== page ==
Wash the cells three times with Stripping Buffer 2 for 2 min (see Note 38).

     
  7. 7.

    Wash the cells three times with ice-cold PBS++ (see Note 33).

     
  8. 8.

    Add ice-cold fixative solution (4% PFA in PBS), and incubate on ice for 5 min and another 15 min at room temperature (see Note 34).

     
  9. 9.

    Wash the fixed cells three times with PBS containing 50 mM NH4Cl (see Note 35).

     
  10. 10.

    Wash the samples three times with PBS, and immunostain or store at 4 °C as required (see Subheading 3.5).

     

3.4.4 Cell Surface Receptor Labeling

Correcting ligand/antibody uptake measurements with cell surface receptor availability is required to normalize for receptor abundance between growing and quiescent cells (a ligand might be less internalized during G0 because the cell surface levels of its receptor are decreased, instead of because the endocytic pathway is downregulated).

Cells seeded on glass- or cycloolefin-bottom microplates should be prepared according to Subheadings 3.1, 3.2, and 3.3, as appropriate.
  1. 1.

    Remove the samples from the incubator, and place them on a water-ice tray (see Note 39).

     
  2. 2.

    Wash the cells three times with ice-cold PBS++ (see Note 39).

     
  3. 3.

    Keep cells on the water-ice tray, and incubate them with Imaging Medium containing 1% BSA and the primary antobdies at the desired concentrations.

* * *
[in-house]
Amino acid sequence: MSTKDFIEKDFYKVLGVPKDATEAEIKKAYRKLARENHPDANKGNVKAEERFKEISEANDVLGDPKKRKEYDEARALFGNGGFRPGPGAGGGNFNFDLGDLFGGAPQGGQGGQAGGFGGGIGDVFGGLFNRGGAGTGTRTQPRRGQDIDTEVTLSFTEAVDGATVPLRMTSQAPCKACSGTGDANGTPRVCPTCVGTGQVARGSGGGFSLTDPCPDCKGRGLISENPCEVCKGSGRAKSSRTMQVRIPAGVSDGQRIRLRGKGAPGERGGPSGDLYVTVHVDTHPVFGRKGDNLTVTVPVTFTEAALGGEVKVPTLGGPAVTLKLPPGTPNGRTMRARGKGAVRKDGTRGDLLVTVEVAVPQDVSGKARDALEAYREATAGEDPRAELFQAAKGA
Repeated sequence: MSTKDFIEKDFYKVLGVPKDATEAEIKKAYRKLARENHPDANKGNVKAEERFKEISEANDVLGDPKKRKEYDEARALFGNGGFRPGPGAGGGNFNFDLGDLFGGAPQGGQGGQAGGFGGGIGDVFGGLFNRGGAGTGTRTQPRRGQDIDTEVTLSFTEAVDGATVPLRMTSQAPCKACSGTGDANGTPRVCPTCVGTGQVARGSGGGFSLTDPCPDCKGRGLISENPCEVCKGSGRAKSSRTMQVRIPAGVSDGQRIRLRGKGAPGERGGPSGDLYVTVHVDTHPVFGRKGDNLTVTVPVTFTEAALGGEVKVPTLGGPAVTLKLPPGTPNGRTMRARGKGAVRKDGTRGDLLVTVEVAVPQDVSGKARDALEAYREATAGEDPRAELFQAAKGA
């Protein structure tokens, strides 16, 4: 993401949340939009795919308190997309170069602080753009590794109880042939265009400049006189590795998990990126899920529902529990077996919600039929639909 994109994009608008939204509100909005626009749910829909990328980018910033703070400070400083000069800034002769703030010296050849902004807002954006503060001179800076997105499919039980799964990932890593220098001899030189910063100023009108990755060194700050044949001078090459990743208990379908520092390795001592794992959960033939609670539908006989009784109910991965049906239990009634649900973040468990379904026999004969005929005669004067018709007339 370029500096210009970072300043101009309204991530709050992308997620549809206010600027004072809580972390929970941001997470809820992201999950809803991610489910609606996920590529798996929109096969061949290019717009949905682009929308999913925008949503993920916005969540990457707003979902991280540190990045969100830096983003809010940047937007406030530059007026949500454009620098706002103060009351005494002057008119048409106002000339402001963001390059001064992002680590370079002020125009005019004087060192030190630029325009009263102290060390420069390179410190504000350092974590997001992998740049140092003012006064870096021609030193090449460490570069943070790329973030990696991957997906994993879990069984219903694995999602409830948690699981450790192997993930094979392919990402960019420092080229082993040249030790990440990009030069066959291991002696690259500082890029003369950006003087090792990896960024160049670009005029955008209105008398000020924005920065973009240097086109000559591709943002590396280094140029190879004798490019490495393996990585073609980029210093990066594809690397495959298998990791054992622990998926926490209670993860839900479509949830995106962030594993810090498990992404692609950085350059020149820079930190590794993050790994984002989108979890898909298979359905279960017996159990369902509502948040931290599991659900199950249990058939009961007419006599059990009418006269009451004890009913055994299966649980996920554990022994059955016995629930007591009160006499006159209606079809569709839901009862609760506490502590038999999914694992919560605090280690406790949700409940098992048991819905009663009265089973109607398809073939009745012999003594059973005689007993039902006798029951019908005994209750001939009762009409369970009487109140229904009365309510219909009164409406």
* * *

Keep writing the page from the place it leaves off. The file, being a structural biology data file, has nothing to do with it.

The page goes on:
4. 4.

    Incubate the samples for 90 min on a water-ice tray in a cold room (see Note 39).

     
  5. 5.

    Wash the cells three times with ice-cold PBS++ (see Note 39).

     
  6. 6.

    Add ice-cold fixative solution (4% PFA in PBS), and incubate on ice for 5 min and another 15 min at room temperature (see Note 34).

     
  7. 7.

    Wash the fixed cells three times with PBS containing 50 mM NH4Cl (see Note 35).

     
  8. 8.

    Wash the samples three times with PBS, and immunostain or store at 4 °C as required (see Subheading 3.5).

     

3.5 Fixation and Immunofluorescence Labeling

  1. 1.

    Wash the samples three times with PBS.

     
  2. 2.

    Incubate the samples with blocking buffer containing 5% BSA and 0.1% Saponin for 30 min at room temperature (see Note 40).

     
  3. 3.

    Remove blocking buffer, and incubate the cells with the relevant primary antibodies diluted in PBS containing 5% BSA and 0.1% Saponin for 90 min at room temperature or overnight at 4 °C.

     
  4. 4.

    Wash samples three times with PBS (5 min incubations) containing 0.1% Saponin.

     
  5. 5.

    Incubate cells with the relevant secondary antibodies and DAPI (2 μg/mL) diluted in PBS containing 5% BSA and 0.1% Saponin for 45 min in the dark, at room temperature (see Note 41).

     
  6. 6.

    Wash samples three times (5 min incubations) with PBS containing 0.1% Saponin.

     
  7. 7.

    Wash samples twice with PBS and twice with milliQ water.

     
  8. 8.

    Exchange the water for antifading mounting solution (containing Mowiol and DABCO or equivalent, 50–100 μL per well).

     
  9. 9.

    Image immediately, or incubate the samples overnight at room temperature before long-term storage at 4 °C.

     

3.6 Image Acquisition by High-Throughput Automated Widefield Microscopy